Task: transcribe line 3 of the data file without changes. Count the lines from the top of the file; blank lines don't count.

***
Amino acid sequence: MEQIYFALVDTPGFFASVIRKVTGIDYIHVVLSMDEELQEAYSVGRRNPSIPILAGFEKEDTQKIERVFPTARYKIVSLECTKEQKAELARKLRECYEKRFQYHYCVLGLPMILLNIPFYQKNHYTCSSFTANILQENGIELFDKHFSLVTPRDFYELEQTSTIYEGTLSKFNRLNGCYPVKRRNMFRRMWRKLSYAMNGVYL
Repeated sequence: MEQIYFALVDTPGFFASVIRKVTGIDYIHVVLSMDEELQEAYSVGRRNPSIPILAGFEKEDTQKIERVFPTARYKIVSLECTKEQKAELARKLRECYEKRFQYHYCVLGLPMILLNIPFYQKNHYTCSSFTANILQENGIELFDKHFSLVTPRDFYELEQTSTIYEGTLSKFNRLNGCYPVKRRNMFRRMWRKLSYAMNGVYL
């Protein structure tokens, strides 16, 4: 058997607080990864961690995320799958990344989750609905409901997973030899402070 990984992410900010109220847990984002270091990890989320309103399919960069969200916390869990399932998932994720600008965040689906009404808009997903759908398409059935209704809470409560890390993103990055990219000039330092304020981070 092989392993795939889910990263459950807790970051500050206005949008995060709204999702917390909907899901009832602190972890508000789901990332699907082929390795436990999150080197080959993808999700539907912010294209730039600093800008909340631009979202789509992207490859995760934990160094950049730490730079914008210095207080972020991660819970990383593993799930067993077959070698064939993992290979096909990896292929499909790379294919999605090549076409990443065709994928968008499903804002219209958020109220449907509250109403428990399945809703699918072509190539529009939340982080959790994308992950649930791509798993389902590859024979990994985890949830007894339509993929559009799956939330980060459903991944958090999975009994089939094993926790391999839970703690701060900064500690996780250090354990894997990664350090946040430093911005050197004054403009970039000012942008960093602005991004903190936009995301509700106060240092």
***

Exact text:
């Protein structure tokens, strides 16, 4: 058997607080990864961690995320799958990344989750609905409901997973030899402070 990984992410900010109220847990984002270091990890989320309103399919960069969200916390869990399932998932994720600008965040689906009404808009997903759908398409059935209704809470409560890390993103990055990219000039330092304020981070 092989392993795939889910990263459950807790970051500050206005949008995060709204999702917390909907899901009832602190972890508000789901990332699907082929390795436990999150080197080959993808999700539907912010294209730039600093800008909340631009979202789509992207490859995760934990160094950049730490730079914008210095207080972020991660819970990383593993799930067993077959070698064939993992290979096909990896292929499909790379294919999605090549076409990443065709994928968008499903804002219209958020109220449907509250109403428990399945809703699918072509190539529009939340982080959790994308992950649930791509798993389902590859024979990994985890949830007894339509993929559009799956939330980060459903991944958090999975009994089939094993926790391999839970703690701060900064500690996780250090354990894997990664350090946040430093911005050197004054403009970039000012942008960093602005991004903190936009995301509700106060240092």